then patching the spring output back to the second input on the amp,
It is definately possible to increase the reverb dwell time with the  feedback that occured ,
an attenuator on the spring input is essential in this situation! Of course push it too far and your transducer will go up in a puff of smoke .
I was wondering if it might be possible to mount both an input and output coil, each with their own set of laminations, on both ends of an acutronics tank ,seems like one of the people in the old post had a custom coil arrangement that acutronics were prepared to make for him ,unfortunately the link for this is now gone.

 

Re: AKG BX20E Compensation Circuitry New
« Reply #2 on: June 16, 2017, 11:29:23 AM »
They're not interlinked. The document I linked to explains:

Each moving coil system consists of two coils which have a rigid mechanical connection between them and which vibrate in a strong magnetic field. The two coils are electrically and magnetically decoupled. The signal is fed into one half and picked up at the other.

They do look like links in a chain but I don't think they can be interlinked because that would make each the core of the other and they would be very much coupled magnetically. My guess would be that they are simply held together end-to-end using epoxy. Or maybe there's a bit of plastic or something to relieve the tension.

To make one of these driver/receiver transducer coil pairs I would just wind a small chain-link style coil with epoxy around an flattened chain-link shaped mandrel that the epoxy will not stick to. After it dries, it slides off.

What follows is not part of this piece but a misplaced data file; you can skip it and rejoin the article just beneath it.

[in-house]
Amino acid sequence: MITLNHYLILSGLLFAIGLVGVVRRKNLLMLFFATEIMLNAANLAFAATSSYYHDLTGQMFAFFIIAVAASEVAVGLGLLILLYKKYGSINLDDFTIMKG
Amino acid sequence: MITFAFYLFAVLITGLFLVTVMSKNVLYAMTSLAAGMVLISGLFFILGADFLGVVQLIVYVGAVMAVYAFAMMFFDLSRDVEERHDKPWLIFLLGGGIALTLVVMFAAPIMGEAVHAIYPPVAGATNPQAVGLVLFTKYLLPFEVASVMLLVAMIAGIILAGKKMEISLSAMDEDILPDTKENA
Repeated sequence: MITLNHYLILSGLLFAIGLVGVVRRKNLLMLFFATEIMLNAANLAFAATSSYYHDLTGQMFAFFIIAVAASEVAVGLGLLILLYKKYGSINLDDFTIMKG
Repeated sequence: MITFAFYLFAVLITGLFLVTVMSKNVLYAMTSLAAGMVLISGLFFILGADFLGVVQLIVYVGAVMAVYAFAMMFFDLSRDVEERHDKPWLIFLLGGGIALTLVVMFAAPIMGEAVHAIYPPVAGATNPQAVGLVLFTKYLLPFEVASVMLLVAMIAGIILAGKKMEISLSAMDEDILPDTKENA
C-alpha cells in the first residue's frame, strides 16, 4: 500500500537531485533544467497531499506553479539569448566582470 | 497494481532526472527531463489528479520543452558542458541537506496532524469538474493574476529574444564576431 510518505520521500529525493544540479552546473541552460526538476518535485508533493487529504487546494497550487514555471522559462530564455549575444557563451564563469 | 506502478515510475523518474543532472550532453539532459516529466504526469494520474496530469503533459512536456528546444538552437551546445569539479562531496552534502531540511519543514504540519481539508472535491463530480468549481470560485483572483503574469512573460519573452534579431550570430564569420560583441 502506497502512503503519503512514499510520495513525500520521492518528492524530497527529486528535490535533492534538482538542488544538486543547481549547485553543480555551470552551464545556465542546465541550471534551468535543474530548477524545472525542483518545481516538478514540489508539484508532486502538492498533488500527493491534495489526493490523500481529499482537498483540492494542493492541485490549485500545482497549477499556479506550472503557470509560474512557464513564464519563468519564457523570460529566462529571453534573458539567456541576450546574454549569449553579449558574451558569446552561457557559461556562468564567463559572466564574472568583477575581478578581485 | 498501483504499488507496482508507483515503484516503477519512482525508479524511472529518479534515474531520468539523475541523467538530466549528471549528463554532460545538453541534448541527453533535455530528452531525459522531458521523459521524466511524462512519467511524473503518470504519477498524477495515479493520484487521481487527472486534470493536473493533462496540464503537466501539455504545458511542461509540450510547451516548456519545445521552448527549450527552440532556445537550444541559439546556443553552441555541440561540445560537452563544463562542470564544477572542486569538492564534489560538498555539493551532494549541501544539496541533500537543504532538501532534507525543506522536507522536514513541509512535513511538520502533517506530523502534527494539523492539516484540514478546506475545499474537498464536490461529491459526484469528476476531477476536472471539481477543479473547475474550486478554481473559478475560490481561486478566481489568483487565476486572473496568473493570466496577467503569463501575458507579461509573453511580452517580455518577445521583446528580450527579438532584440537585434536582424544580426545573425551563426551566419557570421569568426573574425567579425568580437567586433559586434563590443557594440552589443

Then they look like they are epoxied together end-to-end but rotated at 90 degrees. I guess this minimizes magnetic coupling? Now you have 4 wires sticking out that attach to what at first glance looks like an old TO-1 IC can:



But my guess is that it's really just an insulator that ensures the 4 wires are held close to the axis of rotation and don't hinder the rotation of spring.

Now do this at both ends and you have a driver and recovery transducer at each end. With proper C magnets that would be enough to at least study the circuitry that does the out-of-phase cancellation of correlated signals.

To make a real solution the spring would have to be very long and change diameter and wire thickness and there would need to be mechanical dampening disks. Difficult but, with the right tools and skills, not impossible for an individual.
« Last Edit: July 09, 2017, 12:55:39 AM by squarewave »

gyraf

Re: AKG BX20E Compensation Circuitry
« Reply #3 on: June 17, 2017, 02:28:13 AM »
...and patents are expired...  ;)

Jakob E.
..note to self: don't let Harman run your company..

abbey road d enfer

Re: AKG BX20E Compensation Circuitry
« Reply #4 on: June 18, 2017, 06:39:18 AM »